Miriam's Journey: Discovering A New World
Miriam Bloom and her sisters had never seen their mother so excited.
“Guess what, girls!” Rose Bloom shouted, bursting through the door of their ramshackle house. She was out of breath with joyful tears splashing onto her round cheeks.
In Mama’s right hand was Papa’s latest letter, which had just arrived. In Mama’s left hand were four blue cards, each with a drawing of a ship and words printed in a language Miriam recognized as English. Mama waved the cards in the air and triumphantly proclaimed: “We’re finally going to America!”
“HOOORAAAY!” Miriam, Ida, and Sophie yelled, jumping like monkeys on the mattress they shared.
If not for their different heights, it would be hard to tell the sisters apart. All had their father’s auburn hair and their mother’s chocolate-brown eyes. Their lips were red as cherry lollipops and curved into a natural smile - especially today.
At age 12, Ida was the oldest. She was an impatient, hardworking girl who eagerly took on the most challenging chores, like carrying water, washing clothes, and plucking feathers off a chicken for Shabbat dinner. This freed up Mama to spend more time doing the chores Papa used to do, like tending their vegetable garden and chopping wood.
The youngest sister was 5-year-old Sophie. Quiet and painfully shy, Sophie always hid behind her mother’s skirt when introduced to someone. She loved to draw pictures of her family and her surroundings - and was quite good at it. Often, you could tell what kind of mood Sophie was in by looking at her drawings.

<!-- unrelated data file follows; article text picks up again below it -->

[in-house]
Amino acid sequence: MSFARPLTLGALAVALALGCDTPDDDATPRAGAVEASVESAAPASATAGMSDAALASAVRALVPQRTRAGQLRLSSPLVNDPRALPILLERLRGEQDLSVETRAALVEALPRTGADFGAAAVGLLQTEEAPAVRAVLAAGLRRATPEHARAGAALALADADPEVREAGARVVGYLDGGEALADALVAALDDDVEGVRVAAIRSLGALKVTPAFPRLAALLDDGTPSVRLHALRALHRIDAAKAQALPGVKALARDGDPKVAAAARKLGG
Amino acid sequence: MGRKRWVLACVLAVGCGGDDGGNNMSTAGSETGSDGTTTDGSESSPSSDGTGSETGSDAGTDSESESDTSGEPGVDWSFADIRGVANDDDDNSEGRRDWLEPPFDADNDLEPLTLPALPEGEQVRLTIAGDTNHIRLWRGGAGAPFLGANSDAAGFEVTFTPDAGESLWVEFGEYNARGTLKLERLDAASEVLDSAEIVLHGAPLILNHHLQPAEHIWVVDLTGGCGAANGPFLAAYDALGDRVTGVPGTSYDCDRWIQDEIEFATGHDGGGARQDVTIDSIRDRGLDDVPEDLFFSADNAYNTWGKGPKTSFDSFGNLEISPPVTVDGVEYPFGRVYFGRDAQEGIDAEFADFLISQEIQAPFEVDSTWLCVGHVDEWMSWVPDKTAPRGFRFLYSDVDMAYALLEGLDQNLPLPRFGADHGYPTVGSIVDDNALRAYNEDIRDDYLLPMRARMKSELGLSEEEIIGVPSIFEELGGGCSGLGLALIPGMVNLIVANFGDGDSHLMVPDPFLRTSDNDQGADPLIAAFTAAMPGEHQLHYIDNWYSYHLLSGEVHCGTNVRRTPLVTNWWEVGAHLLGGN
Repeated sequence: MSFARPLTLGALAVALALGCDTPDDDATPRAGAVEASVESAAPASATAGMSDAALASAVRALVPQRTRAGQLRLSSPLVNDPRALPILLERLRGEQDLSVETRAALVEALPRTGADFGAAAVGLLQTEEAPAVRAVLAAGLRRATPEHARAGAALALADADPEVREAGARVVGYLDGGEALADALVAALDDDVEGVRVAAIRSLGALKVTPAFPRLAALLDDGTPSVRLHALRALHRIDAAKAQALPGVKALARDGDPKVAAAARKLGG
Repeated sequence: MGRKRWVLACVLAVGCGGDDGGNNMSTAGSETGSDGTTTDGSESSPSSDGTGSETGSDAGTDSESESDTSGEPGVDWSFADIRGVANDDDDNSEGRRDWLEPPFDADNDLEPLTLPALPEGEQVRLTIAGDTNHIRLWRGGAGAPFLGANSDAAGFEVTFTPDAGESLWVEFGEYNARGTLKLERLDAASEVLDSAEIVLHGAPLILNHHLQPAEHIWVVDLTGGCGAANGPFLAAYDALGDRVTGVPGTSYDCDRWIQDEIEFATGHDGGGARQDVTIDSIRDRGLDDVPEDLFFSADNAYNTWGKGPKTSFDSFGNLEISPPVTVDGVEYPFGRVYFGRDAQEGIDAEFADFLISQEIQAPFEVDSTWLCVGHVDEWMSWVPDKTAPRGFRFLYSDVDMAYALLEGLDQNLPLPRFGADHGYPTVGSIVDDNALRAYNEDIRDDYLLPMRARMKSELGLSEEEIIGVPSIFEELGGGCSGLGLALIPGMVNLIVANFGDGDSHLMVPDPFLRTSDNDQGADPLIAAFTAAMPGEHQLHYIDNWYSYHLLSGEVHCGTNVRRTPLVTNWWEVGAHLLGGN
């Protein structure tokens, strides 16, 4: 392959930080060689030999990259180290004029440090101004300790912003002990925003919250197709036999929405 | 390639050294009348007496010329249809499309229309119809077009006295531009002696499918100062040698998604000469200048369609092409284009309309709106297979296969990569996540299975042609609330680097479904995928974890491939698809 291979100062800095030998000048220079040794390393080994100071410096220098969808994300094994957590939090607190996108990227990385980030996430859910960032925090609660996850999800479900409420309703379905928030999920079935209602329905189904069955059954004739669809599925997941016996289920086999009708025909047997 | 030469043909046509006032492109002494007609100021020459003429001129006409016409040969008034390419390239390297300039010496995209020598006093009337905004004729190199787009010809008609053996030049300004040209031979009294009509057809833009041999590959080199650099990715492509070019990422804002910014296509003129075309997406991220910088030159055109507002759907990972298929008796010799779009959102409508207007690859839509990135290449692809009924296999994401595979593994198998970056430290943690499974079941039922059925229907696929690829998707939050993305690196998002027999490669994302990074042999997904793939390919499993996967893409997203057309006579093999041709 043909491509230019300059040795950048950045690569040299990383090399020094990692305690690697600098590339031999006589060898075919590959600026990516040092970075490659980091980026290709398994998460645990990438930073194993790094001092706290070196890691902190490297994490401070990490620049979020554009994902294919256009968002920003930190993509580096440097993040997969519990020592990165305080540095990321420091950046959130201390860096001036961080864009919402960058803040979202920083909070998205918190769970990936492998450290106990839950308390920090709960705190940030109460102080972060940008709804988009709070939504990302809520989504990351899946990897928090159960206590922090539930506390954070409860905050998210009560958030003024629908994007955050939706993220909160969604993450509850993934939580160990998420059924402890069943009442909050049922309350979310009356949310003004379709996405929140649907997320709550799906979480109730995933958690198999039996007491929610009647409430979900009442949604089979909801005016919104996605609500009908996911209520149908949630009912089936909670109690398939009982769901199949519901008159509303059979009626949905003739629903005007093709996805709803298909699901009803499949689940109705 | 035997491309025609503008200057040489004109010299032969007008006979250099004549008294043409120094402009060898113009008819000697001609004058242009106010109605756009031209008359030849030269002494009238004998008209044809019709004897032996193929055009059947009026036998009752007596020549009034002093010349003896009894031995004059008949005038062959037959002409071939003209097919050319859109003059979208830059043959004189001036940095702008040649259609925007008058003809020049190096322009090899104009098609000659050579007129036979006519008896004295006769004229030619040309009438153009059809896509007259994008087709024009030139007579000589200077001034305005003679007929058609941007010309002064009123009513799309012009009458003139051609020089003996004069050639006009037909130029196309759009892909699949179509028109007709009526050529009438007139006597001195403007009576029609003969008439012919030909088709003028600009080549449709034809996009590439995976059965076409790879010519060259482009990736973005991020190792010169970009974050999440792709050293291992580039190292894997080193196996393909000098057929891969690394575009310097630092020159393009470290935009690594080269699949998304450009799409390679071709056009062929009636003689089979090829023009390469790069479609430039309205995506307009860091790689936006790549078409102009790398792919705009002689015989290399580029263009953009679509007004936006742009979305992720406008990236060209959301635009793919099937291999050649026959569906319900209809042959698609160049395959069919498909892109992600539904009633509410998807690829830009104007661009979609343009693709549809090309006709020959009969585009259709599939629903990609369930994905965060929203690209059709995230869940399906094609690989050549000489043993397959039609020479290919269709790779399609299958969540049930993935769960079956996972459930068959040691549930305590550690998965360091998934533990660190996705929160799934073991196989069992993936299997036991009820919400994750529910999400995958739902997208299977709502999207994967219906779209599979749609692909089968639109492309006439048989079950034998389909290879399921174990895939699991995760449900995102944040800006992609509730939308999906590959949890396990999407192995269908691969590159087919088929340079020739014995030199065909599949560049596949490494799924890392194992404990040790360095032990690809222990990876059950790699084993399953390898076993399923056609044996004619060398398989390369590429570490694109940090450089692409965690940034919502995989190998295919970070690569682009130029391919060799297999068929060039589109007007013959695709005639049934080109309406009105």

In the middle was Miriam, age 10, a tomboy who loved climbing trees and running through the overgrown field of grass outside her school. She admired her older sister, who seemed so grown up, especially since Papa left. At the same time, Miriam felt protective over her little sister. She’d make up games or sing silly songs to comfort Sophie when she was afraid.
Perhaps more than anything, Miriam loved to learn. For the past 12 months, she was learning to speak English. She’d obtained an English primer from her teacher and studied it with Mama. Every day, Miriam memorized a new phrase, such as “What’s your name?” “Where is the post office?” or “Please pass the salt.” Then she would teach it to Ida and Sophie.
Miriam was so thrilled by the idea of moving to America that she leaped off the mattress and into her mother’s arms, knocking them both to the dirt floor. Like playful kittens, Ida and Sophie piled on top. Everyone laughed until their faces hurt.
A whole year had gone by since the girls had seen their Papa, Samuel Bloom. He left Russia and sailed on a huge steamship across the Atlantic Ocean to America.